Butler went berserk. He launched himself at his tormentor. Ray sidestepped with neat precision and caught his man flush as he came. The officer’s head struck the floor, so terrible was the impact of that gloved fist, and his limbs twitched as he lay unconscious. A gasping sound, like soughing wind, eddied about the ring. Bully took charge. He put his helpers to work reviving Butler and he shook the winner’s hand. “Buck,” he said huskily, “yer got him proper. Yer can trim them all if yer wants, but never hit a guy harder’n that. Yer’ll kill him if yer does.”
Butler recovered and was assisted from the arena, but a severe edict from the colonel forbade such tournaments again, and Peters was harshly censured for his part in the programme. When the sheepman met theofficer again, he saluted as though he did not recognize him, but Butler called him back. “Ray,” he said evenly, “you played for me and got your revenge. I lost my head again, but perhaps you’re the better man. One thing, from now on, come in the open, whatever the game is, and I’ll meet you halfway.”
meet you halfway.”
Ray’s features held no expression. “I’ll remember—sir,” he said quietly.
At Gallipoli a bullet in the thigh saved Ray the torture of the Turkish trenches, and for the first time in his memory he received the attention of feminine hands. He was convalescent in France and after a tedious wait rejoined his battalion as it came to the western front. Bully, much thinner and worn-looking, greeted him like a brother. “Yer one lucky bloke,” he declared. “We’ve been lookin’ in hell’s back-door, and half the mob’s gone. How’s tricks?”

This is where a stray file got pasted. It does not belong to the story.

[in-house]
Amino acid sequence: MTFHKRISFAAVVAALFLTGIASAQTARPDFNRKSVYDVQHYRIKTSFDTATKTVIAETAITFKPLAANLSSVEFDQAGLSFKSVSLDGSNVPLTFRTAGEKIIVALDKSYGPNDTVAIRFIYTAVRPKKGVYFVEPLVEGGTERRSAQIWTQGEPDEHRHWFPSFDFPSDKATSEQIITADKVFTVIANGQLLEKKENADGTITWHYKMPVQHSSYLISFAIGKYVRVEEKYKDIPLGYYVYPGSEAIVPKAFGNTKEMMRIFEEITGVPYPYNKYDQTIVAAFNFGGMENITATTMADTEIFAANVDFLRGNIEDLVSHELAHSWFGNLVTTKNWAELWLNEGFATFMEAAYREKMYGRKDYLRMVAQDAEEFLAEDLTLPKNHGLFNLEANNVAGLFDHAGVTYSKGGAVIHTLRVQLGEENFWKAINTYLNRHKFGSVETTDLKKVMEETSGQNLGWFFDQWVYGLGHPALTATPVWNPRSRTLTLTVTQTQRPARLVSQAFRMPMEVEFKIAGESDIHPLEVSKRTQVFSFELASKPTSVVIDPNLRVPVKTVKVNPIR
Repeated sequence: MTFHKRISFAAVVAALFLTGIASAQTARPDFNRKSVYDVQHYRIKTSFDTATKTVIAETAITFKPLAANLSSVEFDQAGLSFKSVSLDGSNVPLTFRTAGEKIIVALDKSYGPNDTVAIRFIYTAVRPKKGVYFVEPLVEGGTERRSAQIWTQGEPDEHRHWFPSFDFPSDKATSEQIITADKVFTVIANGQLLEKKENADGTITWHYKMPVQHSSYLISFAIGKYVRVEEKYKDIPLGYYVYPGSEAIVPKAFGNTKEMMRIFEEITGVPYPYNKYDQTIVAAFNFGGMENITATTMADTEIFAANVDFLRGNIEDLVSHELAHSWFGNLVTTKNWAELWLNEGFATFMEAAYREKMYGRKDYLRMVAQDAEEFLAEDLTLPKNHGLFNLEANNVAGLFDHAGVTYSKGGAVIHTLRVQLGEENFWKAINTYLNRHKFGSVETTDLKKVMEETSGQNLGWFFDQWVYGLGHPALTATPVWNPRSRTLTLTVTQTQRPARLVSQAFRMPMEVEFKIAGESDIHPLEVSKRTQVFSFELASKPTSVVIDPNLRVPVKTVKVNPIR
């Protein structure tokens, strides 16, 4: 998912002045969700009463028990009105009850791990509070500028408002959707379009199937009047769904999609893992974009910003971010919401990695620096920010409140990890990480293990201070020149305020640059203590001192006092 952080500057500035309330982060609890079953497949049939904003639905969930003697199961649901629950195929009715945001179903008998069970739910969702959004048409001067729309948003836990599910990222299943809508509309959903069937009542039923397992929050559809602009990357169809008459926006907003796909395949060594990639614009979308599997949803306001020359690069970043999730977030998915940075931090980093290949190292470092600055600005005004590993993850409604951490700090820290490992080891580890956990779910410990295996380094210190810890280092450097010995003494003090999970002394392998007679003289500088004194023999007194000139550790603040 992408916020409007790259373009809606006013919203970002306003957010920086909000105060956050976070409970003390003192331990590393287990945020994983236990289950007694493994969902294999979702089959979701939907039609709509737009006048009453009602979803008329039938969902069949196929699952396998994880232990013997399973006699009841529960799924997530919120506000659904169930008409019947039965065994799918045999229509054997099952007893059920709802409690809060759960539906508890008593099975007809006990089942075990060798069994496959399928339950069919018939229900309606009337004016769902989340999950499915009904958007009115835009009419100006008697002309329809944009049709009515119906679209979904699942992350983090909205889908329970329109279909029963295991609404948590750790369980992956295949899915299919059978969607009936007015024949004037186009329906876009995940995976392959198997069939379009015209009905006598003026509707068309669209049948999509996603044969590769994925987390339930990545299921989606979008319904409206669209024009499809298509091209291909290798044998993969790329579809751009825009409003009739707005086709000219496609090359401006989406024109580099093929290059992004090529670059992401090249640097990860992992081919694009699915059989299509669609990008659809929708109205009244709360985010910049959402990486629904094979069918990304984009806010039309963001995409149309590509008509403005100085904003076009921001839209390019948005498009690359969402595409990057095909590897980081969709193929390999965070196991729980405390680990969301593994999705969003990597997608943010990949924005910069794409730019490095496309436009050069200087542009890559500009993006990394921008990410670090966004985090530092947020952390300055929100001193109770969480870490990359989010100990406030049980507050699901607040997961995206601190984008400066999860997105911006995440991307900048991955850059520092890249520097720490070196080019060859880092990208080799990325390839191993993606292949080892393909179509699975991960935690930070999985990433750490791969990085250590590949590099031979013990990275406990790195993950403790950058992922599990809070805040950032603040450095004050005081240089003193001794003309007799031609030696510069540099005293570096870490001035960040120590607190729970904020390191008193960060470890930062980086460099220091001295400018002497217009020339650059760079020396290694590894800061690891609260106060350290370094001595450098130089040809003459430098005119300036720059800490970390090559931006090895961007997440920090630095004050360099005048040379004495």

“Lady has pups,” said Buck, “and I wish I was there to feed her. When do you think we’ll get back?”
Bully set down his beer and stared. “Yer ’aven’t changed none, have yer?” he said whimsically. “Did yer see anything of Butler?”
“Now,” said ^Ray shortly. “How could I?”
“’Cause he were hit same time as yerself,” said Bully, after draining his glass. “Lumme, but I wish I’d copped
yer luck. I’m fair cuckoo with this war gime.”
The sheepman’s dark features showed elation. “I’ve seen as much fighting as Butler, then,” he muttered. “We’re even, yet.” This was the fear that had gnawed him as he waited the battalion— the thought that Butler had served his country more than he.